Calxeda, one of the firms spearheading the push for ARM-based servers in the datacentre, has launched its second generation of chips with the promise of up to twice the performance.
Announced today, the EnergyCore ECX-2000 family is based on ARM's Cortex-A15 core design in place of the Cortex-A9 technology used in the earlier ECX-1000 line-up. Thanks to this, the new family is capable of up to twice the performance, four times the memory capacity, and three times the memory bandwidth.
Calxeda said it expects volume shipments to system vendors before the end of the year, but it has already begun sampling the ECX-2000 to data centre customers and partners, such as HP which is set to use the new system on a chip (SoC) family in its Moonshot high-density server system.
Like its first generation silicon, the EnergyCore ECX-2000 combines up to four ARM-based CPU cores with an on-chip Fleet Fabric Switch interconnect, plus integrated network, memory and PCI Express controllers.
However, the new SoC is clocked at a higher 1.8GHz and now supports up to 16GB of memory, as well as being based on a more modern ARM core design.
As well as offering greater performance, the Cortex-A15 has hardware features for virtualisation, enabling it to support hypervisors such as KVM and Xen. This enables production-class cloud infrastructure based on ARM processors for the first time, according to Calxeda.
The firm said that Linux developer Canonical has officially certified the ECX-2000 for Ubuntu 13.10, which integrates the latest OpenStack cloud release, Havana.
Calxeda chief executive Barry Evans claimed that the pace of innovation seen in the mobile space driven by power-efficient ARM chips is now coming to the data centre.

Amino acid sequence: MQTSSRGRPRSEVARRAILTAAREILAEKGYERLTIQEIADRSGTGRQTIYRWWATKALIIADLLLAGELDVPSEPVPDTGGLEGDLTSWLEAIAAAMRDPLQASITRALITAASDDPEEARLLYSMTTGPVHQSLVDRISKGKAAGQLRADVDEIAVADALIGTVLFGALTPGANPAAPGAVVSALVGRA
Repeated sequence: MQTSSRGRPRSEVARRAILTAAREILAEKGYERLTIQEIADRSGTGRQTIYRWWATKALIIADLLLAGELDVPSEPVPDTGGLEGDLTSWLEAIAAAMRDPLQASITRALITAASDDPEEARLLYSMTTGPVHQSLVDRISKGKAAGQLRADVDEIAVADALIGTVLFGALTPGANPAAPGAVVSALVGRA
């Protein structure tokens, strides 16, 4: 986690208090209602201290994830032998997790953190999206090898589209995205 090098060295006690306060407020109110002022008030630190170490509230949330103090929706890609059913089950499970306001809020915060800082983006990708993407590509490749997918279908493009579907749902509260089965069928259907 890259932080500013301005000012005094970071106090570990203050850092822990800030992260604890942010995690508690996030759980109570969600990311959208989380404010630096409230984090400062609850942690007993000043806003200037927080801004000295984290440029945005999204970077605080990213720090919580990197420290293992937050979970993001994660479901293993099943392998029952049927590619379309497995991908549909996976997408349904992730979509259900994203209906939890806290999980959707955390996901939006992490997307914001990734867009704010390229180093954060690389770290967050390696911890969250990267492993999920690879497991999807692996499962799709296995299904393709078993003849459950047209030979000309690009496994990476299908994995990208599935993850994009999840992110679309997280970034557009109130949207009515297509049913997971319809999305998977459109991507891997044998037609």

"The Calxeda Fleet Fabric enables our customers to create an extremely efficient computing infrastructure that improves management of large-scale clouds at lower cost, lower power, and reduced carbon footprint. Coupled with the strength of our software and hardware partners, this is an unbeatable combination in an industry that is demanding better alternatives," he said.
Calxeda also added a new codename to its roadmap. Sarita will be a 64-bit processor based on ARM's Cortex-A57 core, and is expected to launch next year alongside the Lago 64-bit chip the firm has already disclosed. Sarita will be pin-compatible with the ECX-1000 and new ECX-2000, which is expected to see a speedier introduction of 64-bit ARM-based servers.
However, Calxeda is not the only vendor in this market: AMD aims to launch a 64-bit Opteron chip based on the ARM Cortex-A57 in 2014. This is due to be an eight-core chip, with sixteen core versions planned for the future.
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